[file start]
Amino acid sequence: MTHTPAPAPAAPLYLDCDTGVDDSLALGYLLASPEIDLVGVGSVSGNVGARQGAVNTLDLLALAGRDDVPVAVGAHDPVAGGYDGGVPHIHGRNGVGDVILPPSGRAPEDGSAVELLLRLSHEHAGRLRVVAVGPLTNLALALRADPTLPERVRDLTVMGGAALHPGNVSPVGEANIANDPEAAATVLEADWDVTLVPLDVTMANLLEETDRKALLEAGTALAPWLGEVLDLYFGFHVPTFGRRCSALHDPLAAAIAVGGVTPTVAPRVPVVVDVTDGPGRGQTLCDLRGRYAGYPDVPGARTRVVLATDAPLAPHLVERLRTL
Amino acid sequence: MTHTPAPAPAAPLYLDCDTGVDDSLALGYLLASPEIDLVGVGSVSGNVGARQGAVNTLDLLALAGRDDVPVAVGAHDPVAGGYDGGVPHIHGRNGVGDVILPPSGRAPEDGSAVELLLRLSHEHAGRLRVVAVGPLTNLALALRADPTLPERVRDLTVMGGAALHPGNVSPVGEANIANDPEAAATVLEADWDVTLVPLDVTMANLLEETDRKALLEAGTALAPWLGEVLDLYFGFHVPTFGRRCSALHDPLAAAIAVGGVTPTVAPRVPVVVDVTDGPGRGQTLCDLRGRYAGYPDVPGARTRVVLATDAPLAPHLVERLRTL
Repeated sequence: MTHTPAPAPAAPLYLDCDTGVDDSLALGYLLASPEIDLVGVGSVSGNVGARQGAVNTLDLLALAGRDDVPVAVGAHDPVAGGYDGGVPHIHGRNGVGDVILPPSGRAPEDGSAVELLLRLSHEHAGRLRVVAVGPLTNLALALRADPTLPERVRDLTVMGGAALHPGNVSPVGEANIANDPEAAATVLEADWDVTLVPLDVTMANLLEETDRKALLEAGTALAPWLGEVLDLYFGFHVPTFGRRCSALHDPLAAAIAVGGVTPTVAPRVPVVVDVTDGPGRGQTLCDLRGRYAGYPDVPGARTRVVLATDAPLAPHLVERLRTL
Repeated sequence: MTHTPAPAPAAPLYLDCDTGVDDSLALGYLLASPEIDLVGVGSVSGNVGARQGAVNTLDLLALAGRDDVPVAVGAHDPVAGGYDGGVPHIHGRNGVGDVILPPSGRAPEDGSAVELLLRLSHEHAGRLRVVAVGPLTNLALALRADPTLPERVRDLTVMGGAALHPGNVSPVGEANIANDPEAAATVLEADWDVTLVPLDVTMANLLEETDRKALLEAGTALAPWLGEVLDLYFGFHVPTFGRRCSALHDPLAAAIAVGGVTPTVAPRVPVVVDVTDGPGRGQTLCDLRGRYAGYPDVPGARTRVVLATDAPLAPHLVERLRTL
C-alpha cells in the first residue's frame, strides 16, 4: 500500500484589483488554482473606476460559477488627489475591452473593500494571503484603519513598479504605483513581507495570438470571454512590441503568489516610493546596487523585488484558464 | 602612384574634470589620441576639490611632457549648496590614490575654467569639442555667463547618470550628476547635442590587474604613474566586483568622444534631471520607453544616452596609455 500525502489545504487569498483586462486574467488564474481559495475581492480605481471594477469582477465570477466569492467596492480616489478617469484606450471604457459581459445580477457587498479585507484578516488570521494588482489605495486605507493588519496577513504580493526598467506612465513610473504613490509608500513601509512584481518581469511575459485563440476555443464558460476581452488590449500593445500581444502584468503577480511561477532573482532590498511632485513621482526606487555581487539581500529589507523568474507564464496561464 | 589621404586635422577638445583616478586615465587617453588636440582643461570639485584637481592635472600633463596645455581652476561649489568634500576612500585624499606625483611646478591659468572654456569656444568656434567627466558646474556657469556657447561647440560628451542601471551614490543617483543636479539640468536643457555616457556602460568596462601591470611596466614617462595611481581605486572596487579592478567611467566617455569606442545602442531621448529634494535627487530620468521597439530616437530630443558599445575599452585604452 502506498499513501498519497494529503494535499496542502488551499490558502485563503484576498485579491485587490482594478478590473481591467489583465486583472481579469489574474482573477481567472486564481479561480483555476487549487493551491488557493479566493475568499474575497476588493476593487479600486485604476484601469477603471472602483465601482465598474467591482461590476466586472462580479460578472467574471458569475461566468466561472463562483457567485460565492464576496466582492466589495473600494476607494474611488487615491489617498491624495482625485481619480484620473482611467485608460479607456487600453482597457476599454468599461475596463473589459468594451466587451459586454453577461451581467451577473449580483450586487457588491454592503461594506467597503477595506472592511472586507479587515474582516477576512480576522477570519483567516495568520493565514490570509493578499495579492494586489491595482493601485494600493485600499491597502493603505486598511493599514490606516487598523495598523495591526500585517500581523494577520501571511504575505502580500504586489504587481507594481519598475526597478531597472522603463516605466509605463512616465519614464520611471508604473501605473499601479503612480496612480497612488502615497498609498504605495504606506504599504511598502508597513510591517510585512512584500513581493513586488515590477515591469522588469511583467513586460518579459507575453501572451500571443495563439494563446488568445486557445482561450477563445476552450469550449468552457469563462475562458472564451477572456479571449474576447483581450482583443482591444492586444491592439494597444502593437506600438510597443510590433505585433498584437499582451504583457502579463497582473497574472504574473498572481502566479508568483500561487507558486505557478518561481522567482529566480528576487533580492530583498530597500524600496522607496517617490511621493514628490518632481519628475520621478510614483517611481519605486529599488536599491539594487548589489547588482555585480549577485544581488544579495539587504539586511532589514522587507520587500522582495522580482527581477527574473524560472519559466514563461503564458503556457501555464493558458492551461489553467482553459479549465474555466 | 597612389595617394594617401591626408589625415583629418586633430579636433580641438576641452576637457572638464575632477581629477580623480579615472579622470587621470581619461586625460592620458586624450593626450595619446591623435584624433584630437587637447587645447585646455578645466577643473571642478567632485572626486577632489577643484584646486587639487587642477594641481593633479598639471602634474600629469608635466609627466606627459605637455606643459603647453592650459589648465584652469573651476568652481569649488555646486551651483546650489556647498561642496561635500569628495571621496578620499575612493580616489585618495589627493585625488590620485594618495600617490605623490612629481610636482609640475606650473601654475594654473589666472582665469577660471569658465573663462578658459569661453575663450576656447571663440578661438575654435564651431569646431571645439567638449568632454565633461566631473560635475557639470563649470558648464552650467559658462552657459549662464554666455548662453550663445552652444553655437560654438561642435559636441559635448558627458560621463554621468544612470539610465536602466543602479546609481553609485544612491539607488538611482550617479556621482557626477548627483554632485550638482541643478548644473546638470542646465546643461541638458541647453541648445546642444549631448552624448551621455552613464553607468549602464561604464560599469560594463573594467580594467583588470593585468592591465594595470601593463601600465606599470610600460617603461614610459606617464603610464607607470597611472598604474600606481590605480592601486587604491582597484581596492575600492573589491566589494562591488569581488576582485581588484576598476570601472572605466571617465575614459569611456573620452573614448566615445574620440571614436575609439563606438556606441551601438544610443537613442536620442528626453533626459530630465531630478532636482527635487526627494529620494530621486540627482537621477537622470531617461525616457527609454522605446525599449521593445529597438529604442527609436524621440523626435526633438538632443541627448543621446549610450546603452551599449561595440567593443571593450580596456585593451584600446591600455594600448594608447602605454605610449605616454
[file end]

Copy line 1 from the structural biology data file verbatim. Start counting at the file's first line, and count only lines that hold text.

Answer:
Amino acid sequence: MTHTPAPAPAAPLYLDCDTGVDDSLALGYLLASPEIDLVGVGSVSGNVGARQGAVNTLDLLALAGRDDVPVAVGAHDPVAGGYDGGVPHIHGRNGVGDVILPPSGRAPEDGSAVELLLRLSHEHAGRLRVVAVGPLTNLALALRADPTLPERVRDLTVMGGAALHPGNVSPVGEANIANDPEAAATVLEADWDVTLVPLDVTMANLLEETDRKALLEAGTALAPWLGEVLDLYFGFHVPTFGRRCSALHDPLAAAIAVGGVTPTVAPRVPVVVDVTDGPGRGQTLCDLRGRYAGYPDVPGARTRVVLATDAPLAPHLVERLRTL